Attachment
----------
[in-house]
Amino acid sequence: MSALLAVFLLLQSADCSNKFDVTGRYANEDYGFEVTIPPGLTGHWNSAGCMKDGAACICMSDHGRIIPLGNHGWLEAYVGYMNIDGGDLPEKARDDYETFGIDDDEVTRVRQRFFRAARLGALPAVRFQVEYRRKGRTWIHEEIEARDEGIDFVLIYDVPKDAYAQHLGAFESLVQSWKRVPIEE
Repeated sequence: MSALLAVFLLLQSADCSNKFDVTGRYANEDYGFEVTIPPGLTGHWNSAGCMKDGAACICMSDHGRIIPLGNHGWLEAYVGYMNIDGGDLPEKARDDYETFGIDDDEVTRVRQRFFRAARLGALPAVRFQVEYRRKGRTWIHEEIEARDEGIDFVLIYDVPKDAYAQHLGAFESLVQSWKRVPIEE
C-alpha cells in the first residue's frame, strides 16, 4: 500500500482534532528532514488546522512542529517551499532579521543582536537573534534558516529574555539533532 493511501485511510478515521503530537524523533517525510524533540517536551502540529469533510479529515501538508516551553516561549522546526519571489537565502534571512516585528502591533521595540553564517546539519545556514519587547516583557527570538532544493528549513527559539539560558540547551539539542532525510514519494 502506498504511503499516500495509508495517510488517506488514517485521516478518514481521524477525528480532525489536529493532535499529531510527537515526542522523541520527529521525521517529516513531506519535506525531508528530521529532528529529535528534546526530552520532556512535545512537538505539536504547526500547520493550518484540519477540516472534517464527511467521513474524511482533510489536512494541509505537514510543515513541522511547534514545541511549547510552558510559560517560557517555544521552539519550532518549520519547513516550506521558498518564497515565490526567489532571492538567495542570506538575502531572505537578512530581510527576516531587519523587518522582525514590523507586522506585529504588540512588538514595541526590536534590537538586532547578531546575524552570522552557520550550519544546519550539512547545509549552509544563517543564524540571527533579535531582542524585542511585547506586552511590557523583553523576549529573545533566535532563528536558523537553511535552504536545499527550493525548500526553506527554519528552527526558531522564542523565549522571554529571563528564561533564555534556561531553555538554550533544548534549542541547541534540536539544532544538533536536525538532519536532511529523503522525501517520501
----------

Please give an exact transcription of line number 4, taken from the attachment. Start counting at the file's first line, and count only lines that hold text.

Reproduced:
C-alpha cells in the first residue's frame, strides 16, 4: 500500500482534532528532514488546522512542529517551499532579521543582536537573534534558516529574555539533532 493511501485511510478515521503530537524523533517525510524533540517536551502540529469533510479529515501538508516551553516561549522546526519571489537565502534571512516585528502591533521595540553564517546539519545556514519587547516583557527570538532544493528549513527559539539560558540547551539539542532525510514519494 502506498504511503499516500495509508495517510488517506488514517485521516478518514481521524477525528480532525489536529493532535499529531510527537515526542522523541520527529521525521517529516513531506519535506525531508528530521529532528529529535528534546526530552520532556512535545512537538505539536504547526500547520493550518484540519477540516472534517464527511467521513474524511482533510489536512494541509505537514510543515513541522511547534514545541511549547510552558510559560517560557517555544521552539519550532518549520519547513516550506521558498518564497515565490526567489532571492538567495542570506538575502531572505537578512530581510527576516531587519523587518522582525514590523507586522506585529504588540512588538514595541526590536534590537538586532547578531546575524552570522552557520550550519544546519550539512547545509549552509544563517543564524540571527533579535531582542524585542511585547506586552511590557523583553523576549529573545533566535532563528536558523537553511535552504536545499527550493525548500526553506527554519528552527526558531522564542523565549522571554529571563528564561533564555534556561531553555538554550533544548534549542541547541534540536539544532544538533536536525538532519536532511529523503522525501517520501